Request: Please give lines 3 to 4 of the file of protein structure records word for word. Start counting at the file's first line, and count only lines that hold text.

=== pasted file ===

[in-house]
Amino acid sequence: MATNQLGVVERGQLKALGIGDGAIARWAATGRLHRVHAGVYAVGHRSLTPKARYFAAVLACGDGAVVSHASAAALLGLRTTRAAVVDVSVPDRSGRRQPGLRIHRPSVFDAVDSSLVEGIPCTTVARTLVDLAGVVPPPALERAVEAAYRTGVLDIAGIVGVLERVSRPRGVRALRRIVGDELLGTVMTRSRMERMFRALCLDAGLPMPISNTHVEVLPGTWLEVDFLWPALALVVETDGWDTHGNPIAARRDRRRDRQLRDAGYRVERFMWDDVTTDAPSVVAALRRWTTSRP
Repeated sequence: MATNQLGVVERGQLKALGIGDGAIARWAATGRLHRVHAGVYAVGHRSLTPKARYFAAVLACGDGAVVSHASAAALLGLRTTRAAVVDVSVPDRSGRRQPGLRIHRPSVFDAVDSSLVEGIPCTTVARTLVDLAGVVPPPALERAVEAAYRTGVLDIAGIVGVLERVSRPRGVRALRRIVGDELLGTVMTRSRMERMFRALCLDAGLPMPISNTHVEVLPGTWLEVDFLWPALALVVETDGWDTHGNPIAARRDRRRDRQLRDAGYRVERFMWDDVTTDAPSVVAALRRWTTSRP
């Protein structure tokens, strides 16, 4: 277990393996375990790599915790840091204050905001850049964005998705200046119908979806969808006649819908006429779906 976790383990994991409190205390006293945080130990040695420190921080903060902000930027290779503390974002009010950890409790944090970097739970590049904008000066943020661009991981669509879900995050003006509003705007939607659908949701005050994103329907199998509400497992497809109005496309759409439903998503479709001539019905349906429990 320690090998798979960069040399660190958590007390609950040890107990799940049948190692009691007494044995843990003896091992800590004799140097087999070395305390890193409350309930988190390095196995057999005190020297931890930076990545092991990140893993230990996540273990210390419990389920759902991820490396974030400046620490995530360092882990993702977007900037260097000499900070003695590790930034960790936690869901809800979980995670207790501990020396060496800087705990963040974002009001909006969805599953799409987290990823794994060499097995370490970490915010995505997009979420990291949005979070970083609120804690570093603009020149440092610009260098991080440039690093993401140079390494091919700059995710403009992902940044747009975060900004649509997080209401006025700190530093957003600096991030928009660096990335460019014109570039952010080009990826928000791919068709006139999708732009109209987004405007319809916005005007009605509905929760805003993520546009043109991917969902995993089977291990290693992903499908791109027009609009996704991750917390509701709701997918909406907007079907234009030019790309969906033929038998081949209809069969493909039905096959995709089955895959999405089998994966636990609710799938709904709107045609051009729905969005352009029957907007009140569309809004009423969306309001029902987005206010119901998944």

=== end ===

Repeated sequence: MATNQLGVVERGQLKALGIGDGAIARWAATGRLHRVHAGVYAVGHRSLTPKARYFAAVLACGDGAVVSHASAAALLGLRTTRAAVVDVSVPDRSGRRQPGLRIHRPSVFDAVDSSLVEGIPCTTVARTLVDLAGVVPPPALERAVEAAYRTGVLDIAGIVGVLERVSRPRGVRALRRIVGDELLGTVMTRSRMERMFRALCLDAGLPMPISNTHVEVLPGTWLEVDFLWPALALVVETDGWDTHGNPIAARRDRRRDRQLRDAGYRVERFMWDDVTTDAPSVVAALRRWTTSRP
């Protein structure tokens, strides 16, 4: 277990393996375990790599915790840091204050905001850049964005998705200046119908979806969808006649819908006429779906 976790383990994991409190205390006293945080130990040695420190921080903060902000930027290779503390974002009010950890409790944090970097739970590049904008000066943020661009991981669509879900995050003006509003705007939607659908949701005050994103329907199998509400497992497809109005496309759409439903998503479709001539019905349906429990 320690090998798979960069040399660190958590007390609950040890107990799940049948190692009691007494044995843990003896091992800590004799140097087999070395305390890193409350309930988190390095196995057999005190020297931890930076990545092991990140893993230990996540273990210390419990389920759902991820490396974030400046620490995530360092882990993702977007900037260097000499900070003695590790930034960790936690869901809800979980995670207790501990020396060496800087705990963040974002009001909006969805599953799409987290990823794994060499097995370490970490915010995505997009979420990291949005979070970083609120804690570093603009020149440092610009260098991080440039690093993401140079390494091919700059995710403009992902940044747009975060900004649509997080209401006025700190530093957003600096991030928009660096990335460019014109570039952010080009990826928000791919068709006139999708732009109209987004405007319809916005005007009605509905929760805003993520546009043109991917969902995993089977291990290693992903499908791109027009609009996704991750917390509701709701997918909406907007079907234009030019790309969906033929038998081949209809069969493909039905096959995709089955895959999405089998994966636990609710799938709904709107045609051009729905969005352009029957907007009140569309809004009423969306309001029902987005206010119901998944």